πŸ”— Statistics πŸ”— Futures studies

The Delphi method or Delphi technique ( DEL-fy; also known as Estimate-Talk-Estimate or ETE) is a structured communication technique or method, originally developed as a systematic, interactive forecasting method which relies on a panel of experts. The technique can also be adapted for use in face-to-face meetings, and is then called mini-Delphi or Estimate-Talk-Estimate (ETE). Delphi has been widely used for business forecasting and has certain advantages over another structured forecasting approach, prediction markets.

Delphi is based on the principle that forecasts (or decisions) from a structured group of individuals are more accurate than those from unstructured groups. The experts answer questionnaires in two or more rounds. After each round, a facilitator or change agent provides an anonymised summary of the experts' forecasts from the previous round as well as the reasons they provided for their judgments. Thus, experts are encouraged to revise their earlier answers in light of the replies of other members of their panel. It is believed that during this process the range of the answers will decrease and the group will converge towards the "correct" answer. Finally, the process is stopped after a predefined stop criterion (e.g., number of rounds, achievement of consensus, stability of results), and the mean or median scores of the final rounds determine the results.

Special attention has to be paid to the formulation of the Delphi theses and the definition and selection of the experts in order to avoid methodological weaknesses that severely threaten the validity and reliability of the results.

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πŸ”— Ray Kurzweil 2019 Predictions

πŸ”— Transhumanism πŸ”— Alternative Views πŸ”— Futures studies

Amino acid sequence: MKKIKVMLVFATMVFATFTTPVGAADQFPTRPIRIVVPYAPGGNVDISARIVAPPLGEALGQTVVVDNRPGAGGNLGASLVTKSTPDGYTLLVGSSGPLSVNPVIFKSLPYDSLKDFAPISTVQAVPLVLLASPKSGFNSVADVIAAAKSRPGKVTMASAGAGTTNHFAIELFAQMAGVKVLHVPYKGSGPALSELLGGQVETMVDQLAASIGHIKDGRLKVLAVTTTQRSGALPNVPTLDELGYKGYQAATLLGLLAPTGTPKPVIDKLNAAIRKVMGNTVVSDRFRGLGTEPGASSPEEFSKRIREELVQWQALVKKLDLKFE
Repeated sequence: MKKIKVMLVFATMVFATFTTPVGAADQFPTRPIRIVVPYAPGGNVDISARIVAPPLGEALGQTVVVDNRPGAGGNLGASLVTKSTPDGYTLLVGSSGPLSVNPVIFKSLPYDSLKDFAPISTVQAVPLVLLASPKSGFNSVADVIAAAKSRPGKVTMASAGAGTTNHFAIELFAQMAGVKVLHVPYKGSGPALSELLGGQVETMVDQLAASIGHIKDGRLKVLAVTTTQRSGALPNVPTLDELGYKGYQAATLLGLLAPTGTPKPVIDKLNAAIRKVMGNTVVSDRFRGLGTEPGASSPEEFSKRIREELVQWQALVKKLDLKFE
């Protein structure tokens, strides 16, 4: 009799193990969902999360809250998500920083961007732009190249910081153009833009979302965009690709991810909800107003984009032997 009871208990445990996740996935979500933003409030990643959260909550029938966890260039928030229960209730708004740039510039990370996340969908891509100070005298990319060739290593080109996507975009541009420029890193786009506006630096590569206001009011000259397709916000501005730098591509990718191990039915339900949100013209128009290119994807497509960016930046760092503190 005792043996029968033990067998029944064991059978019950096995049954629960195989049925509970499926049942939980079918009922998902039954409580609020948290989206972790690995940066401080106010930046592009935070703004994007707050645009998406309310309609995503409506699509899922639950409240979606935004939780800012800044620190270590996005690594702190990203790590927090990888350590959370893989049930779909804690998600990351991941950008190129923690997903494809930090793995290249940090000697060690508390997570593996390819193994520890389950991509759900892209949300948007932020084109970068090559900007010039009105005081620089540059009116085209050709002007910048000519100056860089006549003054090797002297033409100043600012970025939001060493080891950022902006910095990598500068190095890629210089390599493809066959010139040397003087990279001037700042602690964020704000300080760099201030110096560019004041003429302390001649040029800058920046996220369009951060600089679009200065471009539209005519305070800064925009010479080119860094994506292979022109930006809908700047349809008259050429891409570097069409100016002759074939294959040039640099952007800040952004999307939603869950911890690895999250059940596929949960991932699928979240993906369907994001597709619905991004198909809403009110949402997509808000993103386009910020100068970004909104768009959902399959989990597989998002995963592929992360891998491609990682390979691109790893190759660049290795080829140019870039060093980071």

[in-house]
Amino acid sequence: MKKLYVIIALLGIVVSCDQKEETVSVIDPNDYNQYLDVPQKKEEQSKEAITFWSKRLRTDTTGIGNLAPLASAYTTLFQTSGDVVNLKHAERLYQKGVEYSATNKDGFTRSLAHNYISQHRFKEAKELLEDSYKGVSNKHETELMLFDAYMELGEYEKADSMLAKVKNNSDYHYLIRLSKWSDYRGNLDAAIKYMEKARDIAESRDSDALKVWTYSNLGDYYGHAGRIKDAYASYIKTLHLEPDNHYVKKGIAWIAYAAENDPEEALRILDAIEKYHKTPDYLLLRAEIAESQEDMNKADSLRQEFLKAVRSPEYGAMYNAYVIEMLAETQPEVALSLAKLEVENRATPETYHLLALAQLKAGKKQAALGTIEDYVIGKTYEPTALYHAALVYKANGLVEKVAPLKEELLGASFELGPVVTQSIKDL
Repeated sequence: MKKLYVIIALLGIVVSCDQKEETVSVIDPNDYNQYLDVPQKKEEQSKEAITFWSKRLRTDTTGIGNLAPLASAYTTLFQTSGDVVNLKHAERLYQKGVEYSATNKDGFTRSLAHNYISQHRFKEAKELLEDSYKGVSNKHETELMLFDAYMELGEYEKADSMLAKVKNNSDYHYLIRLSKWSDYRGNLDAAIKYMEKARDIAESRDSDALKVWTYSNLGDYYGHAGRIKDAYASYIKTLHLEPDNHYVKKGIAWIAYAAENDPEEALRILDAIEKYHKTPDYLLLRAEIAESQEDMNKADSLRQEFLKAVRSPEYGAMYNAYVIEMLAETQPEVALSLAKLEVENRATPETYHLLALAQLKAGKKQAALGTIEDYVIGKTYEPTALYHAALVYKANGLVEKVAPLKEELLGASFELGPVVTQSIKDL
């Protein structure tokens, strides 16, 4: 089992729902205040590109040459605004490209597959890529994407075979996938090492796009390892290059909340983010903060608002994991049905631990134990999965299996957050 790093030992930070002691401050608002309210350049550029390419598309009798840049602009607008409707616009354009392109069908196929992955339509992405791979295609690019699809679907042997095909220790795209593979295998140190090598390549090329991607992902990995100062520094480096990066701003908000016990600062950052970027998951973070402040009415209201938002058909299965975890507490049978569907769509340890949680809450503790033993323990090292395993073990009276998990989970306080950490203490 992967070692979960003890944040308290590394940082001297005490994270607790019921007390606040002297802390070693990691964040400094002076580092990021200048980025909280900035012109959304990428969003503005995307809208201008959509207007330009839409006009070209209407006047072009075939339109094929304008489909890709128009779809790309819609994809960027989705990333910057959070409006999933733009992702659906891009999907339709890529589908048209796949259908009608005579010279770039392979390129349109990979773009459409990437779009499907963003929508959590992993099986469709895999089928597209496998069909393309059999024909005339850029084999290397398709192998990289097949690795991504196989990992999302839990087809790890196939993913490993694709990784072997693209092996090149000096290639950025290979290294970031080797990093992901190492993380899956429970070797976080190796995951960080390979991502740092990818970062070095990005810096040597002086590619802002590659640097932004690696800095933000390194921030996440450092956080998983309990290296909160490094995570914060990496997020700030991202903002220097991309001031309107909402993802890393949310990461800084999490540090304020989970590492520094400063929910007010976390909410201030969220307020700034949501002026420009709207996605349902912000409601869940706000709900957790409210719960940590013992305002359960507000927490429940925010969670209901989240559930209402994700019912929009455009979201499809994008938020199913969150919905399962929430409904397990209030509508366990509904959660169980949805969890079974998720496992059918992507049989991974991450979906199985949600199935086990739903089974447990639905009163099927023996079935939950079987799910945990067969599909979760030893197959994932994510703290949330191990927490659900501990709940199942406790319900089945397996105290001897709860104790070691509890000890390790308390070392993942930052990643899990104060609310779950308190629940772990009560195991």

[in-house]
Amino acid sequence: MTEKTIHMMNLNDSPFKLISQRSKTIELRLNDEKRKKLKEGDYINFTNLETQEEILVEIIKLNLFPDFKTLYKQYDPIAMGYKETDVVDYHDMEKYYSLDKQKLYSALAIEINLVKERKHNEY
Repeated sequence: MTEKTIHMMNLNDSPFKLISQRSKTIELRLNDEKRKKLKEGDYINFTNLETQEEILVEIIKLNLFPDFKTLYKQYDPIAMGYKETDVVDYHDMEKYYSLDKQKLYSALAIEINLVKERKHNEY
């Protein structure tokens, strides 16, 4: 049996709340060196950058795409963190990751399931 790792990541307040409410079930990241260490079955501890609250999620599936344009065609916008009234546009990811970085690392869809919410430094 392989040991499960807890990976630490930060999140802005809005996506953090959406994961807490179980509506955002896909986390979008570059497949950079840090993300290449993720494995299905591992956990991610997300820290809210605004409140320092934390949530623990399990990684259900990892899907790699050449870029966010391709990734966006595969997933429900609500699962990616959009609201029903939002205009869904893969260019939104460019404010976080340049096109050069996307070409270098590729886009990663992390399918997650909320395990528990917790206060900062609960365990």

American author, inventor and futurist Raymond Kurzweil has become well known for his predictions about artificial intelligence and the human species, mainly concerning the technological singularity. He predicts that Artificial Intelligence would outsmart the human brain in computational capabilities by mid-21st century. His first book, The Age of Intelligent Machines, published in 1990, put forth his theories on the results of the increasing use of technology and predicted the explosive growth in the internet, among other predictions. Later works, 1999's The Age of Spiritual Machines and 2005's The Singularity is Near outlined other theories including the rise of clouds of nano-robots (nanobots) called foglets and the development of Human Body 2.0 and 3.0, whereby nanotechnology is incorporated into many internal organs.

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πŸ”— The Triple Revolution

πŸ”— Economics πŸ”— Politics πŸ”— Futures studies πŸ”— Civil Rights Movement

"The Triple Revolution" was an open memorandum sent to U.S. President Lyndon B. Johnson and other government figures on March 22, 1964. Drafted under the auspices of the Center for the Study of Democratic Institutions, it was signed by an array of noted social activists, professors, and technologists who identified themselves as the Ad Hoc Committee on the Triple Revolution. The chief initiator of the proposal was W. H. "Ping" Ferry, at that time a vice-president of CSDI, basing it in large part on the ideas of the futurist Robert Theobald.